Sachin Agarwal has lived in San Francisco for 15 years. But the former tech worker only began paying attention to local politics over the past few years. It happened when he and his wife decided to raise a family here.
Then two progressive candidates, District Attorney Chesa Boudin and Supervisor Dean Preston, won narrow victories over moderate-backed opponents in the November 2019 election.
For Agarwal, the election was a wake-up call.
“People on Twitter were just outraged by the results,” said Agarwal, an Inner Sunset resident who previously worked at Apple, Twitter and Lyft. “There was this realization in my mind that The City is deeply divided. We have these two factions of the Democratic Party, these elections are incredibly close, and people don’t understand who they’re voting for down ballot.”
Agarwal, 41, has since launched a new group called Grow SF that aims to offer tech workers and other political newcomers like himself a moderate perspective on city politics. He’s hoping to tap into what he sees as a “huge population” of newly engaged voters who were energized by the recent controversies surrounding the school board, and the perception that San Francisco is becoming unsafe.
“In the last few years I think that people are waking up and saying there’s been a decline, this is not The City I want to see,” Agarwal said. “COVID of course magnified that massively. There’s a huge number of people that are saying, ‘I didn’t realize that the people who I elected are not creating the policies in The City that I want.’ Now they’re looking for a group that aligns with that.”
Founded last September, Grow SF is kind of like an ideological extension of YIMBY Action, an organization that pushes for transit and building more housing, except it plans to weigh in on a broader set of issues. Agarwal’s group has already advocated for legislation at City Hall to make parklets permanent, and recently fundraised to support the recall of members of the Board of Education. (Grow SF has not taken a position on the efforts to recall Boudin).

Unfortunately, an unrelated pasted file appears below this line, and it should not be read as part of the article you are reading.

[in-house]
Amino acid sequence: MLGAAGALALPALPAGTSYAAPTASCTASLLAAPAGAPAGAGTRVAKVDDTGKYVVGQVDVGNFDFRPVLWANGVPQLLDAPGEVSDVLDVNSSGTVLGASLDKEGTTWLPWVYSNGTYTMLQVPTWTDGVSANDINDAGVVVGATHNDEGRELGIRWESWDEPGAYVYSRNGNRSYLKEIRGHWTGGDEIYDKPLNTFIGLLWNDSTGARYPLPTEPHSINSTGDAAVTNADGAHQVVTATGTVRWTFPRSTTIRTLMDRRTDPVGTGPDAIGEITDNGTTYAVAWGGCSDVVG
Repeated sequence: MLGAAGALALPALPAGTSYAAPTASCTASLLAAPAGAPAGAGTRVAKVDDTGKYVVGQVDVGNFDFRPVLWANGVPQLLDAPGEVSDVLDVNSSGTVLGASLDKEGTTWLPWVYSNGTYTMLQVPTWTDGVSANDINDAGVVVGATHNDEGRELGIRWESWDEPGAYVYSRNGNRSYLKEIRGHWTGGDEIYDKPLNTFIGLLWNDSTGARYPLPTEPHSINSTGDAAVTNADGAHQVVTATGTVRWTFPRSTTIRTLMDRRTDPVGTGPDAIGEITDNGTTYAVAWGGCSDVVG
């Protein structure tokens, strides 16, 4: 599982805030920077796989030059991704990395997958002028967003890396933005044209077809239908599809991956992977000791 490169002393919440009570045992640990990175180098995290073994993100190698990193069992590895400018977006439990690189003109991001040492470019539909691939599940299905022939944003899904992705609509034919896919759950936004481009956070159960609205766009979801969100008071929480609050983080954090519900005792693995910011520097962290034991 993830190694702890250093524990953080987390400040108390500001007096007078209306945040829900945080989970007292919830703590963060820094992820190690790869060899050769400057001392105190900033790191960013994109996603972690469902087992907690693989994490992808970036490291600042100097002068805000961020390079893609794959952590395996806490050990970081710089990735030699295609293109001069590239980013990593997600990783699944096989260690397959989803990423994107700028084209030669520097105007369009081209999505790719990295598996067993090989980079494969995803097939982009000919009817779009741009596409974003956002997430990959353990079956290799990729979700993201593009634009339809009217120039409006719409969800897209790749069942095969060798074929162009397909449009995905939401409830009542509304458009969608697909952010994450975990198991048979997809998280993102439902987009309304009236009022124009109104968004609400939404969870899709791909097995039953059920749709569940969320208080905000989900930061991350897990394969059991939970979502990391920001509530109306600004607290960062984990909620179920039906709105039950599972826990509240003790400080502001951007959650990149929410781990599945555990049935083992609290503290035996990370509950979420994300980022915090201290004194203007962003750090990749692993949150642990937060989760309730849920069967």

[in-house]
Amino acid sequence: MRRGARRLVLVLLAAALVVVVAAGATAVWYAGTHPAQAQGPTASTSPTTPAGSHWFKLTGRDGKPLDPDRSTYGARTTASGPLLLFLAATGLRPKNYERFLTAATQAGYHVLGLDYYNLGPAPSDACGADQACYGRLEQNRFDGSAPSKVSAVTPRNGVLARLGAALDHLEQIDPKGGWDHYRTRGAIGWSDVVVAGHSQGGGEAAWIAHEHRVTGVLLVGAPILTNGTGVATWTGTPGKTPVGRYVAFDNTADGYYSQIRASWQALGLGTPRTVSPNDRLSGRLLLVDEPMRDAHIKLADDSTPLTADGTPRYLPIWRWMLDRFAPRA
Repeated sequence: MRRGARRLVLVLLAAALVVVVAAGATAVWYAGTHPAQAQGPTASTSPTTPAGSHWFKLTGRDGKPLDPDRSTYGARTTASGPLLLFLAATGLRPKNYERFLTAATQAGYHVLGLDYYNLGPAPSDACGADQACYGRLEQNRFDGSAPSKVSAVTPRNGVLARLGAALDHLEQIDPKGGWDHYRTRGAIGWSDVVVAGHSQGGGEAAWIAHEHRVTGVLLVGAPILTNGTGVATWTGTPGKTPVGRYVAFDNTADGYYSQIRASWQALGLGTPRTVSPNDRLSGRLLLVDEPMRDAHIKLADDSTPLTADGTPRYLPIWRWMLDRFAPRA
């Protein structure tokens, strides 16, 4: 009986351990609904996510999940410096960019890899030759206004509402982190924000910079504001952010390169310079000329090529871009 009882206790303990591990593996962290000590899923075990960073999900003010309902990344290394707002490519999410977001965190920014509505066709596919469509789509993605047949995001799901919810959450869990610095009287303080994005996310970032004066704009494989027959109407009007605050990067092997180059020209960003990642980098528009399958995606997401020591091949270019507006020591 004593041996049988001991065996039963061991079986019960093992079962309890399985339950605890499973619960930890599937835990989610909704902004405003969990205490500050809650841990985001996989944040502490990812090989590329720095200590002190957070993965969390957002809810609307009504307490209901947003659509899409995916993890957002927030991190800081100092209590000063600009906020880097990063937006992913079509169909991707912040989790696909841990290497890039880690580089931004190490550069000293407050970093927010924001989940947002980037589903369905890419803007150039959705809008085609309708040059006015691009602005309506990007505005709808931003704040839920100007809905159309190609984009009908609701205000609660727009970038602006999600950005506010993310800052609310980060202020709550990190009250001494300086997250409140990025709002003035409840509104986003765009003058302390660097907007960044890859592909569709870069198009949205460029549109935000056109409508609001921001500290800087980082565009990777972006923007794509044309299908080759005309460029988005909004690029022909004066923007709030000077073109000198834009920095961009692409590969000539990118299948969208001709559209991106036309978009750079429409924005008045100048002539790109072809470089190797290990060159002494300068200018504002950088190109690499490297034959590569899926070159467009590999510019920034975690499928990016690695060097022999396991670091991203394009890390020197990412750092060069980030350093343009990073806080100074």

Its main focus is producing a voter guide each election that will offer residents an alternative to the progressive one produced every election since 2004 by the League of Pissed Off Voters, a similar political action group that promotes a far-left agenda. With its first voter guide last November, Grow SF endorsed moderate candidates like Vallie Brown and Marjan Philhour. Its hope is to influence the course of future elections by supporting “common sense” candidates.
“Our goal for Grow SF is to be very pragmatic,” Agarwal said. “When we do put out a voter guide, we are going to outline what our criteria was and then go forward as opposed to just being outraged at someone because they are idealogically on the left.”
“The number of votes that it takes to change these elections is very small,” he added.
Steven Buss is a member and co-founder of Grow SF. A former tech worker who ran for a seat on the Democratic County Central Committee last year, he blamed The City’s intractable social problems like homelessness and a lack of housing on progressive leadership.
“We’ve got an unbelievable amount of wealth in our city and also an unbelievable amount of poverty and human suffering — that to me is directly attributable to the bad policies from the progressive faction of the Democratic Party,” said Buss, 34. “What I want Grow SF to do is lead San Francisco in a direction where we can do better.”
But Shanti Singh, a local advocate on the left side of the political spectrum, disputed the idea that progressive leadership is to blame. She pointed out that Mayor London Breed and her predecessors have been aligned with the moderate faction for years.
“We’re a strong mayor city and the moderates have run the Mayor’s Office forever,” said Singh, a member of the local Democratic Socialists of America who was speaking in a personal capacity. “The idea that they don’t have any control is ridiculous.”
To the extent that residents have woken up to the pitfalls of progressive leadership, Singh said it’s a belief held among a subset of the upper-middle class. A former tech worker herself, she said the industry is not a monolith and not all of its workers vote moderate.
“I wish them luck on representing their perspective,” Singh said. “But we don’t all agree with them and we’re not going away.”